http://en.wikipedia.org/wiki/Wojciech_Kilar

Tickets are $15-$62. Call (608) 258-4141 or visit:

http://ev12.evenue.net/cgi-bin/ncommerce3/SEGetEventInfo?ticketCode=GS%3AOVERTURE%3A10WCO%3ACT0408%3A&linkID

For more information about Wosner (below, in a photo by Marco Borggreve), visit:

http://www.wcoconcerts.org/performances/masterworks/5/event-info/

Also at 8 p.m. in Mills Hall, the UW Symphony Orchestra, under conductor James Smith (below), will perform “Symphonic Dances,” Op. 45 by Sergei Rachmaninoff and “Symphony No. 1,” Op. 68 by Johannes Brahms.

The concert is free and open to the public.

SATURDAY

At 3:30 p.m. in Morphy Hall, the three winners of the annual UW School of music’s Beethoven Piano Sonata Competition will perform. Admission is free and open to the public.

The competition took place on April 2, and three winners emerged from a field of nine entrants—Hallie Houge, Margaret Runaas and Jeongmin Lee.

Hallie Houge, a senior, will graduate this spring with a Bachelor of Science degree, for which she has majored in both piano performance and mathematics.  A native of Green Bay and graduate of its Preble High School, she studies piano with Jessica Johnson at the School of Music.  Previous teachers include Justin Krawitz, Ina Selvelieva, Martha Fischer, Catherine Kautsky and Stella Tovbina.  Houge accompanies vocal students in their lessons, master classes, juries and concerts, has worked for four years for University Opera’s costume shop and assists with a variety of responsibilities in the school’s main administrative office.  She plans to enroll at the University of Wisconsin-Milwaukee for a master’s degree program in math education.  She will perform Sonata No. 15 in D major, Op. 28 (“Pastorale”).

Margaret Runaas is a second-year Master of Music degree candidate in piano performance and studies with Todd Welbourne.  She received the B.M. degree in piano performance in 2009 from Wartburg College, where she studied with Ted Reuter.  Her previous teachers have included Chiu-Ling Lin, Karen Langstraat and her mother.  Runaas is a teaching assistant at UW-Madison, teaching class piano and private piano lessons to undergraduate students, and is a member of UW-Madison’s collegiate chapter of MTNA, the Music Teachers National Association.  She will perform Sonata No. 31 in A-flat major, Op. 110.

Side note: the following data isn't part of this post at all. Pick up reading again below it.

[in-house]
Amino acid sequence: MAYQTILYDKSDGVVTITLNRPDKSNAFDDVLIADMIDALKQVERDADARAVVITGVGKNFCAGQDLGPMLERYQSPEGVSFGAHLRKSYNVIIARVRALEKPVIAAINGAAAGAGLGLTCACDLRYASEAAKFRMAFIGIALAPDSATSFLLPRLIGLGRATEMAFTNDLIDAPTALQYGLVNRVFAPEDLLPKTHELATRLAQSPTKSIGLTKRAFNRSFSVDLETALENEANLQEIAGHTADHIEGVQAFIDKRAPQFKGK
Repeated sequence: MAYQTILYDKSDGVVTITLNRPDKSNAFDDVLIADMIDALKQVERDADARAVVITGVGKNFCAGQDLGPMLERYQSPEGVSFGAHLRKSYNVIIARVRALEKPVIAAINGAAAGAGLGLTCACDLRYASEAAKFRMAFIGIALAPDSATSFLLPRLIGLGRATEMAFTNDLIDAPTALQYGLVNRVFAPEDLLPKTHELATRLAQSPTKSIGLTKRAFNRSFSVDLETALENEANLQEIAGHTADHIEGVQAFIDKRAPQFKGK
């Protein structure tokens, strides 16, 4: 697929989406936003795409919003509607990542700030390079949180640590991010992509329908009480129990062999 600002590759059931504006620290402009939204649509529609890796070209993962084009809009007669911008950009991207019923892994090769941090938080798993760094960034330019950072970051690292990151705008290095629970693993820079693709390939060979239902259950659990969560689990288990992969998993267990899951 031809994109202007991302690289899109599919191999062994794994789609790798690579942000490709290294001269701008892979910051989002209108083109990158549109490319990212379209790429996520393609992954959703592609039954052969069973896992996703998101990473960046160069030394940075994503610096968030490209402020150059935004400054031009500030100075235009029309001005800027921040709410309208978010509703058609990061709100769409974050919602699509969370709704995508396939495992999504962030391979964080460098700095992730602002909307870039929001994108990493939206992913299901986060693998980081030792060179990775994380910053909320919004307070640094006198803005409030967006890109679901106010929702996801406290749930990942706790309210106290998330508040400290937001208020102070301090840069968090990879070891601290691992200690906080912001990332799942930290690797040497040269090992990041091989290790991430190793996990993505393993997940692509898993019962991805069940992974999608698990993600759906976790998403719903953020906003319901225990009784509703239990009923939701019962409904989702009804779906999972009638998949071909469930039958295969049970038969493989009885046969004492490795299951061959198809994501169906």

Jeongmin Lee is a native of Seoul, South Korea and graduate of Seoul National University, where she studied with Nakho Paik and Haesun Paik.  She received the artist diploma from Oberlin Conservatory, where she studied with Haewon Song, and a master’s degree from Northwestern University as a student of Alan Chow and Marcia Bosits.  She is pursuing the D.M.A. degree in piano performance and pedagogy, studying with Todd Welbourne and Jessica Johnson.  For two years prior to coming to UW-Madison, Lee taught piano and music at the Yanbian University of Science and Technology and Yanbian International Academy in China.  She has given many solo and chamber performances in South Korea, China and the U. S., and has participated in the Banff and Orford (Quebec) festivals. She will perform “Sonata No. 32 in C minor,” Op. 111.

The Beethoven Piano Competition, now in its 26th year, is sponsored by UW-Madison Chancellor Emeritus Irving Shain (below). The judge for this year’s competition was Professor Eun-Joo Kwak of Cardinal Stritch University.

A reception will be held for performers and audience following the concert. For more information about School of Music concerts, see music.wisc.edu.

On Saturday, April 9, at 8 p.m. and Sunday, April 10, at 3 p.m. in the intimate and acoustically ideal setting of Trinity Lutheran Church, 1904 Winnebago Street on the near east side, the Madison Bach Musicians  (below) will perform two concerts featuring Concertos by Bach and Tartini.

Joining the MBM for this program is internationally acclaimed baroque violin virtuoso Marilyn McDonald (below) from the Oberlin Conservatory of Music.

McDonald will be the featured soloist in the fiendishly difficult Tartini (1692-1770) Violin Concerto in E minor; and she will join MBM concertmaster Kangwon Kim in Bach’s Concerto in D minor for two violins.

MBM founder and director Trevor Stephenson, will perform Bach’s Harpsichord Concerto No. 5 in F minor (composed by Bach probably for his collegium musicum ensemble that performed regularly at Zimmermann’s coffee house during the mid 1730s). The concert will conclude with Bach’s energetically joyful Brandenburg Concerto No. 3 in G major.

Stephenson (below) will give a free lecture 45 minutes before each concert. He will cover the pieces, the period instruments, and the structure and aesthetic underpinning of 18th-century temperaments (tuning systems).